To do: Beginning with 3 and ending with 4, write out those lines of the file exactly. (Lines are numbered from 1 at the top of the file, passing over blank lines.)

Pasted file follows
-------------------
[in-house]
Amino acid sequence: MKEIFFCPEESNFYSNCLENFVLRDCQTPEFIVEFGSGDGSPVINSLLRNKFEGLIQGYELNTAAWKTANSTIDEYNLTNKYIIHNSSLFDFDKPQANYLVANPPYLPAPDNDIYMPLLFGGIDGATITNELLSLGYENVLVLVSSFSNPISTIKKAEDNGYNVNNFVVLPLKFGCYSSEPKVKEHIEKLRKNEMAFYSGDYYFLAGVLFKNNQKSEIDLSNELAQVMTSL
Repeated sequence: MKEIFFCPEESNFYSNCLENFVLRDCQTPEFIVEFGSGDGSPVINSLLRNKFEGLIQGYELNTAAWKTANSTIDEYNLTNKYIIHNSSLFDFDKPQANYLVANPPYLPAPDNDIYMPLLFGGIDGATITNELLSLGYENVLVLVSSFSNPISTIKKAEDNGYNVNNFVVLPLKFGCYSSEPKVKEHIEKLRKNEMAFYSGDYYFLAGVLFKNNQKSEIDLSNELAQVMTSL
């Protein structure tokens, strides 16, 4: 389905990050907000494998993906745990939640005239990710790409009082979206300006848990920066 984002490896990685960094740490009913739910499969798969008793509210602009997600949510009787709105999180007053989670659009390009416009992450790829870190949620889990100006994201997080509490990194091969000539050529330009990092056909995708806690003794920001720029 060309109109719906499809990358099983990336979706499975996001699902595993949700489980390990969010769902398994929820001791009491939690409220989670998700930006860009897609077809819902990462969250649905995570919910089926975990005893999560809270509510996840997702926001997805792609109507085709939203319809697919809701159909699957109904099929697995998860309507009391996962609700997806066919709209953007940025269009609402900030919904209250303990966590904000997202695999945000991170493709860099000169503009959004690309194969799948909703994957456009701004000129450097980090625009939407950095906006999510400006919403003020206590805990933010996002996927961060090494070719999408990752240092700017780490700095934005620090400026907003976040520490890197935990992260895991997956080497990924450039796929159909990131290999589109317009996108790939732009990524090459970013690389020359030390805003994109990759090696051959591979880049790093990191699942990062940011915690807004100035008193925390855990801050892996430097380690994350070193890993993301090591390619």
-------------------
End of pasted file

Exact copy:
Repeated sequence: MKEIFFCPEESNFYSNCLENFVLRDCQTPEFIVEFGSGDGSPVINSLLRNKFEGLIQGYELNTAAWKTANSTIDEYNLTNKYIIHNSSLFDFDKPQANYLVANPPYLPAPDNDIYMPLLFGGIDGATITNELLSLGYENVLVLVSSFSNPISTIKKAEDNGYNVNNFVVLPLKFGCYSSEPKVKEHIEKLRKNEMAFYSGDYYFLAGVLFKNNQKSEIDLSNELAQVMTSL
């Protein structure tokens, strides 16, 4: 389905990050907000494998993906745990939640005239990710790409009082979206300006848990920066 984002490896990685960094740490009913739910499969798969008793509210602009997600949510009787709105999180007053989670659009390009416009992450790829870190949620889990100006994201997080509490990194091969000539050529330009990092056909995708806690003794920001720029 060309109109719906499809990358099983990336979706499975996001699902595993949700489980390990969010769902398994929820001791009491939690409220989670998700930006860009897609077809819902990462969250649905995570919910089926975990005893999560809270509510996840997702926001997805792609109507085709939203319809697919809701159909699957109904099929697995998860309507009391996962609700997806066919709209953007940025269009609402900030919904209250303990966590904000997202695999945000991170493709860099000169503009959004690309194969799948909703994957456009701004000129450097980090625009939407950095906006999510400006919403003020206590805990933010996002996927961060090494070719999408990752240092700017780490700095934005620090400026907003976040520490890197935990992260895991997956080497990924450039796929159909990131290999589109317009996108790939732009990524090459970013690389020359030390805003994109990759090696051959591979880049790093990191699942990062940011915690807004100035008193925390855990801050892996430097380690994350070193890993993301090591390619």